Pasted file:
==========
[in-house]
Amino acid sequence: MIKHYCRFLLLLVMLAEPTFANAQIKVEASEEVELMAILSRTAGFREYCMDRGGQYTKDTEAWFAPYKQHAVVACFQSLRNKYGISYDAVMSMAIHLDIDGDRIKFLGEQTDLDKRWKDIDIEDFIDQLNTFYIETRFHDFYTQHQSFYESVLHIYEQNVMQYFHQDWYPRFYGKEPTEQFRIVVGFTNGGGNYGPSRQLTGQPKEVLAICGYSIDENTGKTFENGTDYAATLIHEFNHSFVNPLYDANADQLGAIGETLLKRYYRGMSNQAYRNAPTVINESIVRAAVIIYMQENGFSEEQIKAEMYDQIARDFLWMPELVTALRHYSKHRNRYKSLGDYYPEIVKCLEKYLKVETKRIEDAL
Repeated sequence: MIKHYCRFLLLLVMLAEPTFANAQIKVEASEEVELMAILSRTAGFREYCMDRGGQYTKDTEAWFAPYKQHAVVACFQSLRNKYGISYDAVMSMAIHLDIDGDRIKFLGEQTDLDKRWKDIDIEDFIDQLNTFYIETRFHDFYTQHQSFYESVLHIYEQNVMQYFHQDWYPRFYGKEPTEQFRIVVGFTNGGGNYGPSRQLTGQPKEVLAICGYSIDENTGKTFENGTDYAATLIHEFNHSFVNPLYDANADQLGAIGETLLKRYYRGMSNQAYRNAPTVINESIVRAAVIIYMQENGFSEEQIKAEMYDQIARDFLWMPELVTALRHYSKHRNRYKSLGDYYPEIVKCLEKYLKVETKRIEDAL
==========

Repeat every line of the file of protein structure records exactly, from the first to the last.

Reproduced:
[in-house]
Amino acid sequence: MIKHYCRFLLLLVMLAEPTFANAQIKVEASEEVELMAILSRTAGFREYCMDRGGQYTKDTEAWFAPYKQHAVVACFQSLRNKYGISYDAVMSMAIHLDIDGDRIKFLGEQTDLDKRWKDIDIEDFIDQLNTFYIETRFHDFYTQHQSFYESVLHIYEQNVMQYFHQDWYPRFYGKEPTEQFRIVVGFTNGGGNYGPSRQLTGQPKEVLAICGYSIDENTGKTFENGTDYAATLIHEFNHSFVNPLYDANADQLGAIGETLLKRYYRGMSNQAYRNAPTVINESIVRAAVIIYMQENGFSEEQIKAEMYDQIARDFLWMPELVTALRHYSKHRNRYKSLGDYYPEIVKCLEKYLKVETKRIEDAL
Repeated sequence: MIKHYCRFLLLLVMLAEPTFANAQIKVEASEEVELMAILSRTAGFREYCMDRGGQYTKDTEAWFAPYKQHAVVACFQSLRNKYGISYDAVMSMAIHLDIDGDRIKFLGEQTDLDKRWKDIDIEDFIDQLNTFYIETRFHDFYTQHQSFYESVLHIYEQNVMQYFHQDWYPRFYGKEPTEQFRIVVGFTNGGGNYGPSRQLTGQPKEVLAICGYSIDENTGKTFENGTDYAATLIHEFNHSFVNPLYDANADQLGAIGETLLKRYYRGMSNQAYRNAPTVINESIVRAAVIIYMQENGFSEEQIKAEMYDQIARDFLWMPELVTALRHYSKHRNRYKSLGDYYPEIVKCLEKYLKVETKRIEDAL